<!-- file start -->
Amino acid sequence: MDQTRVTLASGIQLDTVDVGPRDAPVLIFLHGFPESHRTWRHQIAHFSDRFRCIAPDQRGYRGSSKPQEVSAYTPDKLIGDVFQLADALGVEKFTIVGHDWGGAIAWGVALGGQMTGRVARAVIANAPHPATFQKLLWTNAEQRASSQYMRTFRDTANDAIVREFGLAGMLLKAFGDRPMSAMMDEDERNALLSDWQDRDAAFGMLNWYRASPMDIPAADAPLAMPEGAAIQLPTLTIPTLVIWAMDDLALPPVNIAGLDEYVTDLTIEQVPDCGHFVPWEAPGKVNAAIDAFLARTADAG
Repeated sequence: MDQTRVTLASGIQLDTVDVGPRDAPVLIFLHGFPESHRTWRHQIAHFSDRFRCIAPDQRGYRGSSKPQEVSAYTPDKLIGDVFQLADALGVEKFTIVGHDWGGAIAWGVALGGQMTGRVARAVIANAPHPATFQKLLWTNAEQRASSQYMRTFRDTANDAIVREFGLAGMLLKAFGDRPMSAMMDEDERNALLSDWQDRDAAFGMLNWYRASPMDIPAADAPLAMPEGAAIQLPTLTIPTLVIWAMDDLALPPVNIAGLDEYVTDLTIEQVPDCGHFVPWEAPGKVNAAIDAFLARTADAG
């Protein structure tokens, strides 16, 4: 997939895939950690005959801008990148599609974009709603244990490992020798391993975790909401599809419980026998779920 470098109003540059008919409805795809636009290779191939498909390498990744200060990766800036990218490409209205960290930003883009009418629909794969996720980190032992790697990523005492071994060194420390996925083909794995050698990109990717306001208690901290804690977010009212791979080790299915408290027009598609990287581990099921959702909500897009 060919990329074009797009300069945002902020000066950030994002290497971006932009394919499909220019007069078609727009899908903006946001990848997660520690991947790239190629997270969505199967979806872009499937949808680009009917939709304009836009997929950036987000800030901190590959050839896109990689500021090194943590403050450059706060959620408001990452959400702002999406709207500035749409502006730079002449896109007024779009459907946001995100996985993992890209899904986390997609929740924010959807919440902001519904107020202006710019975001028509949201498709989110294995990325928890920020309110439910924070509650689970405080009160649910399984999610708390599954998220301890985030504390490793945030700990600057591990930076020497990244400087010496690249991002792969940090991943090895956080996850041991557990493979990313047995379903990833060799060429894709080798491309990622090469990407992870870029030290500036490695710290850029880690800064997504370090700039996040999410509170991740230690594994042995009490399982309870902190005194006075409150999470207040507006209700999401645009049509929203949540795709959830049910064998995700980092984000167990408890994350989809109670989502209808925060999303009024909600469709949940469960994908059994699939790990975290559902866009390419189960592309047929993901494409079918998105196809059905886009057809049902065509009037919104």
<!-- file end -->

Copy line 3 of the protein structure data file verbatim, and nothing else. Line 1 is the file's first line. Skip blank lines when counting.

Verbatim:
């Protein structure tokens, strides 16, 4: 997939895939950690005959801008990148599609974009709603244990490992020798391993975790909401599809419980026998779920 470098109003540059008919409805795809636009290779191939498909390498990744200060990766800036990218490409209205960290930003883009009418629909794969996720980190032992790697990523005492071994060194420390996925083909794995050698990109990717306001208690901290804690977010009212791979080790299915408290027009598609990287581990099921959702909500897009 060919990329074009797009300069945002902020000066950030994002290497971006932009394919499909220019007069078609727009899908903006946001990848997660520690991947790239190629997270969505199967979806872009499937949808680009009917939709304009836009997929950036987000800030901190590959050839896109990689500021090194943590403050450059706060959620408001990452959400702002999406709207500035749409502006730079002449896109007024779009459907946001995100996985993992890209899904986390997609929740924010959807919440902001519904107020202006710019975001028509949201498709989110294995990325928890920020309110439910924070509650689970405080009160649910399984999610708390599954998220301890985030504390490793945030700990600057591990930076020497990244400087010496690249991002792969940090991943090895956080996850041991557990493979990313047995379903990833060799060429894709080798491309990622090469990407992870870029030290500036490695710290850029880690800064997504370090700039996040999410509170991740230690594994042995009490399982309870902190005194006075409150999470207040507006209700999401645009049509929203949540795709959830049910064998995700980092984000167990408890994350989809109670989502209808925060999303009024909600469709949940469960994908059994699939790990975290559902866009390419189960592309047929993901494409079918998105196809059905886009057809049902065509009037919104």